WORKERS > Lost Jobs- uuuuugh. Can anyone point me to a credible source that DOESN'T think that clean energy jobs will one of the most important industries of this century? If this was 1902, the GOP would be attacking the idea that automobiles would ever gain traction and pushing for more investment in stagecoaches instead.
― ya'll are the ones who don't know things (Z S), Friday, 26 June 2009 17:22 (3 years ago) Permalink
Also, this from the ACEEE:
June 24, 2009
Washington, D.C.—The federal energy efficiency provisions included in H.R. 2454, the American Clean Energy and Security Act (aka Waxman-Markey), could save approximately $1,050 per household by 2020 and $4,400 per household by 2030, according to an updated analysis by the American Council for an Energy-Efficient Economy (ACEEE). Changes to ACEEE’s analysis come from an updated assessment of savings from a number of provisions, as well as changes to the bill made in a Rule’s Committee version of the bill released yesterday.
― ya'll are the ones who don't know things (Z S), Friday, 26 June 2009 17:25 (3 years ago) Permalink
If this was 1902, the GOP would be attacking the idea that automobiles would ever gain traction and pushing for more investment in stagecoaches instead.
this newfangled contraption is going to completely decimate the horseshoe industry!
― And the biggest self of self is, indeed, self (Shakey Mo Collier), Friday, 26 June 2009 17:26 (3 years ago) Permalink
Watching this House debate on C-SPAN is absolutely tearing my stomach up. Take me to the hospital, fuck.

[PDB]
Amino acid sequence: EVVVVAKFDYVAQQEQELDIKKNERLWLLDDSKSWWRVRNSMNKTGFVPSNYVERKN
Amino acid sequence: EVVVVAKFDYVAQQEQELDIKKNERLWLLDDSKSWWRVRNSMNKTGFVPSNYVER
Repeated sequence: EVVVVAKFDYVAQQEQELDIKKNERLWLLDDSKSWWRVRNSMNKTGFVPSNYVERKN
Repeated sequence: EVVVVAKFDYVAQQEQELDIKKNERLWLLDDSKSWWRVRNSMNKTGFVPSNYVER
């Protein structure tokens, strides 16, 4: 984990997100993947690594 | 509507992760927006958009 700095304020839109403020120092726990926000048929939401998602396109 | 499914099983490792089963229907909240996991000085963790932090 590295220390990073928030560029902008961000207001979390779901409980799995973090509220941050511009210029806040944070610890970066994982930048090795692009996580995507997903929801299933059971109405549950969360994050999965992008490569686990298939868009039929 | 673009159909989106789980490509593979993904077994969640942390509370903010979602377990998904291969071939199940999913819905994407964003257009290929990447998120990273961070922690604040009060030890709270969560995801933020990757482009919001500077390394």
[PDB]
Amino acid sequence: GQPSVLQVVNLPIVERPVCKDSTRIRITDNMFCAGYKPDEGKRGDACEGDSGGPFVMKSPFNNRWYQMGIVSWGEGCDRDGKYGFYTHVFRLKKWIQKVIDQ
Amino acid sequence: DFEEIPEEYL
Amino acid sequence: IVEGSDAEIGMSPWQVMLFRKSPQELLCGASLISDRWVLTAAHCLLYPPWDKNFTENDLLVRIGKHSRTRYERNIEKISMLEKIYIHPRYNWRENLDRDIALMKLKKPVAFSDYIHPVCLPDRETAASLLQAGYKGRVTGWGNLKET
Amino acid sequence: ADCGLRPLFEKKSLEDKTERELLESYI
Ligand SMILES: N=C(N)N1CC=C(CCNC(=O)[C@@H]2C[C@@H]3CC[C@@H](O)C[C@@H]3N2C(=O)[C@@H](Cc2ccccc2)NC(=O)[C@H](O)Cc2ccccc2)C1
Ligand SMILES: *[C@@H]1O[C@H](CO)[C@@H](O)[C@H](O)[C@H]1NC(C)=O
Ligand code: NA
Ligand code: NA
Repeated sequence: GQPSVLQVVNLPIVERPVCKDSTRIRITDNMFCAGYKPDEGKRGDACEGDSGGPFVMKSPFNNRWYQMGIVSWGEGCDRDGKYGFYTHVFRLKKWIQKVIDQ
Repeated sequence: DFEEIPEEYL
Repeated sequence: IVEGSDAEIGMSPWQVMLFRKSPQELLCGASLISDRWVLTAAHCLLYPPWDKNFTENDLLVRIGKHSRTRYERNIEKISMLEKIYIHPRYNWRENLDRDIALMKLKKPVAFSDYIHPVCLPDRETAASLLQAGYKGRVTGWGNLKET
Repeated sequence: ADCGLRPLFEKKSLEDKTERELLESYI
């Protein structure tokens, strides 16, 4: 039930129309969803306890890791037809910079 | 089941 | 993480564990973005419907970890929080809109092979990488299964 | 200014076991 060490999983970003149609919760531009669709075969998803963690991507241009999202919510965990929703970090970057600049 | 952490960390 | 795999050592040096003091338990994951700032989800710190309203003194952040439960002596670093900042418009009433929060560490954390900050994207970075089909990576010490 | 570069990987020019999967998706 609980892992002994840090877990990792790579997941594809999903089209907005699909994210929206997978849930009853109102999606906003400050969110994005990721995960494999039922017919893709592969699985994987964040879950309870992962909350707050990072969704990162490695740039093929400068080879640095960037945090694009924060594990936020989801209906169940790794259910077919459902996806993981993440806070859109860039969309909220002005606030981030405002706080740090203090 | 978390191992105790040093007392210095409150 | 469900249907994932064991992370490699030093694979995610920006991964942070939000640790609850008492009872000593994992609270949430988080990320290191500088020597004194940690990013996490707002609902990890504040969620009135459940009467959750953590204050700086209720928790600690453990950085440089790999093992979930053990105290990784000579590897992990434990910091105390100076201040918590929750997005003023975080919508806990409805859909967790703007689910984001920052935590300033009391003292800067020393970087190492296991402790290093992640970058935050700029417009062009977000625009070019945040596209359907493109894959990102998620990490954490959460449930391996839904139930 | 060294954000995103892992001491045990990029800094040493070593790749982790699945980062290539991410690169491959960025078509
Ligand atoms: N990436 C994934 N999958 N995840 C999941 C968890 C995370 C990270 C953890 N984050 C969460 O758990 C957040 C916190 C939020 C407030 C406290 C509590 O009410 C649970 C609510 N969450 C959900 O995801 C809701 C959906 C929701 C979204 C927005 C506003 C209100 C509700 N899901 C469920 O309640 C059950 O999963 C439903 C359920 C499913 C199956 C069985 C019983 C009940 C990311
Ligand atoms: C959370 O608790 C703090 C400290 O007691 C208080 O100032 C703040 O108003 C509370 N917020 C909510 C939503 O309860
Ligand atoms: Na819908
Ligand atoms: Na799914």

― ya'll are the ones who don't know things (Z S), Friday, 26 June 2009 19:20 (3 years ago) Permalink
Livebloggin' the appearance of Boehner's awesome chart at the ACES debate
― ya'll are the ones who don't know things (Z S), Friday, 26 June 2009 21:41 (3 years ago) Permalink
he is a complete douchebag.
― Mornington Crescent (Ed), Friday, 26 June 2009 22:07 (3 years ago) Permalink
― Mornington Crescent (Ed), Friday, 26 June 2009 22:26 (3 years ago) Permalink
so irritated at the Republicans' refusing to satisfy my twisted, radical environmentalist desires
― And the biggest self of self is, indeed, self (Shakey Mo Collier), Friday, 26 June 2009 22:30 (3 years ago) Permalink
Can anyone explain what exactly they are voting on?
― Mornington Crescent (Ed), Friday, 26 June 2009 22:53 (3 years ago) Permalink
I don't think most of the people voting could even explain it
― And the biggest self of self is, indeed, self (Shakey Mo Collier), Friday, 26 June 2009 22:54 (3 years ago) Permalink
I mean, I can guess it is a bad thing judging by how the votes are breaking down, however the text on the CSPAN screen is barely a coherent sentence.
― Mornington Crescent (Ed), Friday, 26 June 2009 22:57 (3 years ago) Permalink
ON PASSAGE means the final vote, right?
― Mornington Crescent (Ed), Friday, 26 June 2009 23:06 (3 years ago) Permalink
― Mornington Crescent (Ed), Friday, 26 June 2009 23:18 (3 years ago) Permalink
I was out for the last few hours, just got back. Passed 219-212? What are these "Special Order Speeches" going on at C-SPAN right now then? Souder (R-Indiana) is going on about how democrats must have been smoking "marijuana cigarettes" when they came up with ACES.